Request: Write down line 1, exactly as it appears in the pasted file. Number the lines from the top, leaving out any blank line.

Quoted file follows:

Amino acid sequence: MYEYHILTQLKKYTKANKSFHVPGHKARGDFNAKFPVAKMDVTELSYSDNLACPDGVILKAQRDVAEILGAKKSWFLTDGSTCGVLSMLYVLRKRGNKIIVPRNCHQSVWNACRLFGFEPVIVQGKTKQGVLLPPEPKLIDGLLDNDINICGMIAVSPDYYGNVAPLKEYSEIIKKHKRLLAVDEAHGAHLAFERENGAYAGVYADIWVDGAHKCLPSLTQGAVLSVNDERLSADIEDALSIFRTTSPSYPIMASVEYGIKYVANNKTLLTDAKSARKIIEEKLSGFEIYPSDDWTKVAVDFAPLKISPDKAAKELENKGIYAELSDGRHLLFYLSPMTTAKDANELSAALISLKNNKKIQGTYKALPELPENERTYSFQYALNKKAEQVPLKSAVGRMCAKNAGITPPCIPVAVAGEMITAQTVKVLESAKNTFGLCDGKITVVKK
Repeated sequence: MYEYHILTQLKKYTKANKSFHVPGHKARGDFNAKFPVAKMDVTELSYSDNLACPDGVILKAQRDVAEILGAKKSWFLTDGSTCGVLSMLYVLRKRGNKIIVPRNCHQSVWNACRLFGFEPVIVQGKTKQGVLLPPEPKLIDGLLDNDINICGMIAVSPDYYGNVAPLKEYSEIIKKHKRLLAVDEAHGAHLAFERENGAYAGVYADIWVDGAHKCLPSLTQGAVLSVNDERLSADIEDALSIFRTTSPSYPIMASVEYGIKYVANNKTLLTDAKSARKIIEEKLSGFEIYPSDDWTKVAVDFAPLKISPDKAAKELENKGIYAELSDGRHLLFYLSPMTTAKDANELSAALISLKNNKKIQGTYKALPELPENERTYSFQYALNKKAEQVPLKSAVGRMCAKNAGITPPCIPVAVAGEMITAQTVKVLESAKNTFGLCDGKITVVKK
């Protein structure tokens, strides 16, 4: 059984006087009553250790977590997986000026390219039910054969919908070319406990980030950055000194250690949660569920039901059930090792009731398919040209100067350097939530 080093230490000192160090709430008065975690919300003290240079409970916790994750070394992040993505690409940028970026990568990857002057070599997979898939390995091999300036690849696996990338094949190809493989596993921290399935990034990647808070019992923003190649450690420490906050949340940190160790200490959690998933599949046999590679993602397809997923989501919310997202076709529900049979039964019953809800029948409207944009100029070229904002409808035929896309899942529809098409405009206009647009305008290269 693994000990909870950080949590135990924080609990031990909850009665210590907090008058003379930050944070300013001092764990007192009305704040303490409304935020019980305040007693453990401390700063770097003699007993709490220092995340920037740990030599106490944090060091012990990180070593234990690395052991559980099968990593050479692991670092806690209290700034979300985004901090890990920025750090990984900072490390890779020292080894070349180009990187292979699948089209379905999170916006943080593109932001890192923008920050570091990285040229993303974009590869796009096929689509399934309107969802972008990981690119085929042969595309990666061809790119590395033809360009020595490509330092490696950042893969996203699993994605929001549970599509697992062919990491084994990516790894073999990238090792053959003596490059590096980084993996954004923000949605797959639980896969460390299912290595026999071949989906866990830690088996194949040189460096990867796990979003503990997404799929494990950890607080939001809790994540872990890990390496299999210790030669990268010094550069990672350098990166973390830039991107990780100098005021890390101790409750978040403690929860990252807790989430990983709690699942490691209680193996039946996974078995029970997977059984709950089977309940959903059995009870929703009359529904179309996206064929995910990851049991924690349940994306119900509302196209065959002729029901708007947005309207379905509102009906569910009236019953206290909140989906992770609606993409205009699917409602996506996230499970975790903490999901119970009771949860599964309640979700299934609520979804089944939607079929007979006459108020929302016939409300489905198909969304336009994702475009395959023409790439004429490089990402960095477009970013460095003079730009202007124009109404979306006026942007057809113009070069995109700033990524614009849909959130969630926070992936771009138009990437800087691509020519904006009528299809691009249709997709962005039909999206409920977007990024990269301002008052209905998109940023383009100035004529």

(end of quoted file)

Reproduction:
Amino acid sequence: MYEYHILTQLKKYTKANKSFHVPGHKARGDFNAKFPVAKMDVTELSYSDNLACPDGVILKAQRDVAEILGAKKSWFLTDGSTCGVLSMLYVLRKRGNKIIVPRNCHQSVWNACRLFGFEPVIVQGKTKQGVLLPPEPKLIDGLLDNDINICGMIAVSPDYYGNVAPLKEYSEIIKKHKRLLAVDEAHGAHLAFERENGAYAGVYADIWVDGAHKCLPSLTQGAVLSVNDERLSADIEDALSIFRTTSPSYPIMASVEYGIKYVANNKTLLTDAKSARKIIEEKLSGFEIYPSDDWTKVAVDFAPLKISPDKAAKELENKGIYAELSDGRHLLFYLSPMTTAKDANELSAALISLKNNKKIQGTYKALPELPENERTYSFQYALNKKAEQVPLKSAVGRMCAKNAGITPPCIPVAVAGEMITAQTVKVLESAKNTFGLCDGKITVVKK